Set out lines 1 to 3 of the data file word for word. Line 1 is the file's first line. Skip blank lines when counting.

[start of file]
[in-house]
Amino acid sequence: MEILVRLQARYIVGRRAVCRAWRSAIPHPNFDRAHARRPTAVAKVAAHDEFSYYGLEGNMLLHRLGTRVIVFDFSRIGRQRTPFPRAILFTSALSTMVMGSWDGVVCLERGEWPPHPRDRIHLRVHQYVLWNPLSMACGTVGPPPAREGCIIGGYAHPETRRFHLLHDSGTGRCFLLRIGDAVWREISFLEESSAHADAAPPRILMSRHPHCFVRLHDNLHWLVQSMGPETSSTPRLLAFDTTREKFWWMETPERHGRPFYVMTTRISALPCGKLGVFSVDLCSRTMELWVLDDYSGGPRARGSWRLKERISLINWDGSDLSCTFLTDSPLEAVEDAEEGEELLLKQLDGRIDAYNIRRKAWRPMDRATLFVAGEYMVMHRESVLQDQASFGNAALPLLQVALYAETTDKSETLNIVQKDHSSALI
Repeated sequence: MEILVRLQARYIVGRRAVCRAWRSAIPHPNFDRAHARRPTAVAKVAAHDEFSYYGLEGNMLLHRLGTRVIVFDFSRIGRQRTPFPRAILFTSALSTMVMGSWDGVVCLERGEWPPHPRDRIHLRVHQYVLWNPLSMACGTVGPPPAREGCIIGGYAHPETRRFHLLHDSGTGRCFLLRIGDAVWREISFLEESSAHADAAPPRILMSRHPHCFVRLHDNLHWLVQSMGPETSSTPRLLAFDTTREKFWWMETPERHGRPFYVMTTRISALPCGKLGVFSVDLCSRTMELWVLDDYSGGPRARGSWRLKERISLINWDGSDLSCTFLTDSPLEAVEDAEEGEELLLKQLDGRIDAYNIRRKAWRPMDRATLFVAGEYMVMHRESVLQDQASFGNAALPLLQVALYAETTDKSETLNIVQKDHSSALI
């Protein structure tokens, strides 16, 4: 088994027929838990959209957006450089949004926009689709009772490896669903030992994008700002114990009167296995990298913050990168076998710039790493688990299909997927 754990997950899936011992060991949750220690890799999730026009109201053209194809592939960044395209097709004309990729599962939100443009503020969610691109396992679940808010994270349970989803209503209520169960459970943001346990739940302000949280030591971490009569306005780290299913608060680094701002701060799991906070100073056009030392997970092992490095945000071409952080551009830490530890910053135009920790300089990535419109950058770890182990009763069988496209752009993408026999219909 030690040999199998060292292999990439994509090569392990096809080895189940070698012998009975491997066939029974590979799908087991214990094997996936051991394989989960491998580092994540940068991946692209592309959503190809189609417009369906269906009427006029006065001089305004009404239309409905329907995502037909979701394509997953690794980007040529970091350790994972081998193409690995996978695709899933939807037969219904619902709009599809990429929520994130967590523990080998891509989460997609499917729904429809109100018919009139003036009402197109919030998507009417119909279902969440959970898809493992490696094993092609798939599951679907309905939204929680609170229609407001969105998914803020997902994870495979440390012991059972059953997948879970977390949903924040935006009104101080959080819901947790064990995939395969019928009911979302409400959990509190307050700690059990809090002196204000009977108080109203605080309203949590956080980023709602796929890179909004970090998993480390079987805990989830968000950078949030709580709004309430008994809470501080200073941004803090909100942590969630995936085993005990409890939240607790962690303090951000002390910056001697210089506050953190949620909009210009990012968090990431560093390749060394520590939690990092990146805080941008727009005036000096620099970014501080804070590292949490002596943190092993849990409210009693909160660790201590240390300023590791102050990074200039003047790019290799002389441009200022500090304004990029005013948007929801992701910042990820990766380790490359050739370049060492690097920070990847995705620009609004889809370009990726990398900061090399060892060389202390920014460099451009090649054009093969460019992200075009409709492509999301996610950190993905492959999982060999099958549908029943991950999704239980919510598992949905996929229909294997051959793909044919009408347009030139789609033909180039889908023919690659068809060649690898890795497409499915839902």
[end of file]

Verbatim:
[in-house]
Amino acid sequence: MEILVRLQARYIVGRRAVCRAWRSAIPHPNFDRAHARRPTAVAKVAAHDEFSYYGLEGNMLLHRLGTRVIVFDFSRIGRQRTPFPRAILFTSALSTMVMGSWDGVVCLERGEWPPHPRDRIHLRVHQYVLWNPLSMACGTVGPPPAREGCIIGGYAHPETRRFHLLHDSGTGRCFLLRIGDAVWREISFLEESSAHADAAPPRILMSRHPHCFVRLHDNLHWLVQSMGPETSSTPRLLAFDTTREKFWWMETPERHGRPFYVMTTRISALPCGKLGVFSVDLCSRTMELWVLDDYSGGPRARGSWRLKERISLINWDGSDLSCTFLTDSPLEAVEDAEEGEELLLKQLDGRIDAYNIRRKAWRPMDRATLFVAGEYMVMHRESVLQDQASFGNAALPLLQVALYAETTDKSETLNIVQKDHSSALI
Repeated sequence: MEILVRLQARYIVGRRAVCRAWRSAIPHPNFDRAHARRPTAVAKVAAHDEFSYYGLEGNMLLHRLGTRVIVFDFSRIGRQRTPFPRAILFTSALSTMVMGSWDGVVCLERGEWPPHPRDRIHLRVHQYVLWNPLSMACGTVGPPPAREGCIIGGYAHPETRRFHLLHDSGTGRCFLLRIGDAVWREISFLEESSAHADAAPPRILMSRHPHCFVRLHDNLHWLVQSMGPETSSTPRLLAFDTTREKFWWMETPERHGRPFYVMTTRISALPCGKLGVFSVDLCSRTMELWVLDDYSGGPRARGSWRLKERISLINWDGSDLSCTFLTDSPLEAVEDAEEGEELLLKQLDGRIDAYNIRRKAWRPMDRATLFVAGEYMVMHRESVLQDQASFGNAALPLLQVALYAETTDKSETLNIVQKDHSSALI